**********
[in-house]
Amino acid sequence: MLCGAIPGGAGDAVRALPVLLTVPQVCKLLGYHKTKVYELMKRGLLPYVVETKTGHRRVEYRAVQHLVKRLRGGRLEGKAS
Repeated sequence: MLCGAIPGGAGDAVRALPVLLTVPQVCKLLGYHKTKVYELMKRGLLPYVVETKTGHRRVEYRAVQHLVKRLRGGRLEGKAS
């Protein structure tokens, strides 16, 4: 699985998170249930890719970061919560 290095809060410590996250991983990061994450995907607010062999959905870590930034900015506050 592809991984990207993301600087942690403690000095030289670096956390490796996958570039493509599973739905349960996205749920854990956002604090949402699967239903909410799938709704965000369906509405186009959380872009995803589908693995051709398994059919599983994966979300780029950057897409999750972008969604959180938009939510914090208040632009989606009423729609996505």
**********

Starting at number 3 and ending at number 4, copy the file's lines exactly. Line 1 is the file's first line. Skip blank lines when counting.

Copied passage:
Repeated sequence: MLCGAIPGGAGDAVRALPVLLTVPQVCKLLGYHKTKVYELMKRGLLPYVVETKTGHRRVEYRAVQHLVKRLRGGRLEGKAS
């Protein structure tokens, strides 16, 4: 699985998170249930890719970061919560 290095809060410590996250991983990061994450995907607010062999959905870590930034900015506050 592809991984990207993301600087942690403690000095030289670096956390490796996958570039493509599973739905349960996205749920854990956002604090949402699967239903909410799938709704965000369906509405186009959380872009995803589908693995051709398994059919599983994966979300780029950057897409999750972008969604959180938009939510914090208040632009989606009423729609996505």